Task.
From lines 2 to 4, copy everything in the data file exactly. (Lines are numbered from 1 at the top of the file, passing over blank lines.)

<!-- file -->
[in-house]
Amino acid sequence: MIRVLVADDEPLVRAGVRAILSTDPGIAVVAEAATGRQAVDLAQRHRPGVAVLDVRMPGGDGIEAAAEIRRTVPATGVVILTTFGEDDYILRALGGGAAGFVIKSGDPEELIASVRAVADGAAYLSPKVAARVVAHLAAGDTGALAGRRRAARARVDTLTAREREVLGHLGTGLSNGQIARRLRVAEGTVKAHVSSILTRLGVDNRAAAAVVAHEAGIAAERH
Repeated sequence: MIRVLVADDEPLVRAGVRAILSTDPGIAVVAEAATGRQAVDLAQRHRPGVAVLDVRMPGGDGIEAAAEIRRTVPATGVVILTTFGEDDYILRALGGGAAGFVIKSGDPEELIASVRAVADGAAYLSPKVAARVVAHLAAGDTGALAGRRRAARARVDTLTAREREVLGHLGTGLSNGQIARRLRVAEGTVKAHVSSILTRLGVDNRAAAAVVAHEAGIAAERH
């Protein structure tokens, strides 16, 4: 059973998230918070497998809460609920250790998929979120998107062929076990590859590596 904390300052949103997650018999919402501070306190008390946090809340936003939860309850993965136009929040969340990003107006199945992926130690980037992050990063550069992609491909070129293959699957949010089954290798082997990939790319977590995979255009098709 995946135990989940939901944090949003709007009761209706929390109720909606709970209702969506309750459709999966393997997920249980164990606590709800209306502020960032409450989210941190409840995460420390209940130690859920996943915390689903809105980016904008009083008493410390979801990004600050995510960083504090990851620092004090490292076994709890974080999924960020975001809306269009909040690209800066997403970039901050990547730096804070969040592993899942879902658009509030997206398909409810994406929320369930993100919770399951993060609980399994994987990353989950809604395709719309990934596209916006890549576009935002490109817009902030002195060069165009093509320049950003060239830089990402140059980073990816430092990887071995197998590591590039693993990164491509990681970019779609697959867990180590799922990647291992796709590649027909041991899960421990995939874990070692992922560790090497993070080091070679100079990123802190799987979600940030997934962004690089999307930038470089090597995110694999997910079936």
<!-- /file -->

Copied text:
Amino acid sequence: MIRVLVADDEPLVRAGVRAILSTDPGIAVVAEAATGRQAVDLAQRHRPGVAVLDVRMPGGDGIEAAAEIRRTVPATGVVILTTFGEDDYILRALGGGAAGFVIKSGDPEELIASVRAVADGAAYLSPKVAARVVAHLAAGDTGALAGRRRAARARVDTLTAREREVLGHLGTGLSNGQIARRLRVAEGTVKAHVSSILTRLGVDNRAAAAVVAHEAGIAAERH
Repeated sequence: MIRVLVADDEPLVRAGVRAILSTDPGIAVVAEAATGRQAVDLAQRHRPGVAVLDVRMPGGDGIEAAAEIRRTVPATGVVILTTFGEDDYILRALGGGAAGFVIKSGDPEELIASVRAVADGAAYLSPKVAARVVAHLAAGDTGALAGRRRAARARVDTLTAREREVLGHLGTGLSNGQIARRLRVAEGTVKAHVSSILTRLGVDNRAAAAVVAHEAGIAAERH
């Protein structure tokens, strides 16, 4: 059973998230918070497998809460609920250790998929979120998107062929076990590859590596 904390300052949103997650018999919402501070306190008390946090809340936003939860309850993965136009929040969340990003107006199945992926130690980037992050990063550069992609491909070129293959699957949010089954290798082997990939790319977590995979255009098709 995946135990989940939901944090949003709007009761209706929390109720909606709970209702969506309750459709999966393997997920249980164990606590709800209306502020960032409450989210941190409840995460420390209940130690859920996943915390689903809105980016904008009083008493410390979801990004600050995510960083504090990851620092004090490292076994709890974080999924960020975001809306269009909040690209800066997403970039901050990547730096804070969040592993899942879902658009509030997206398909409810994406929320369930993100919770399951993060609980399994994987990353989950809604395709719309990934596209916006890549576009935002490109817009902030002195060069165009093509320049950003060239830089990402140059980073990816430092990887071995197998590591590039693993990164491509990681970019779609697959867990180590799922990647291992796709590649027909041991899960421990995939874990070692992922560790090497993070080091070679100079990123802190799987979600940030997934962004690089999307930038470089090597995110694999997910079936």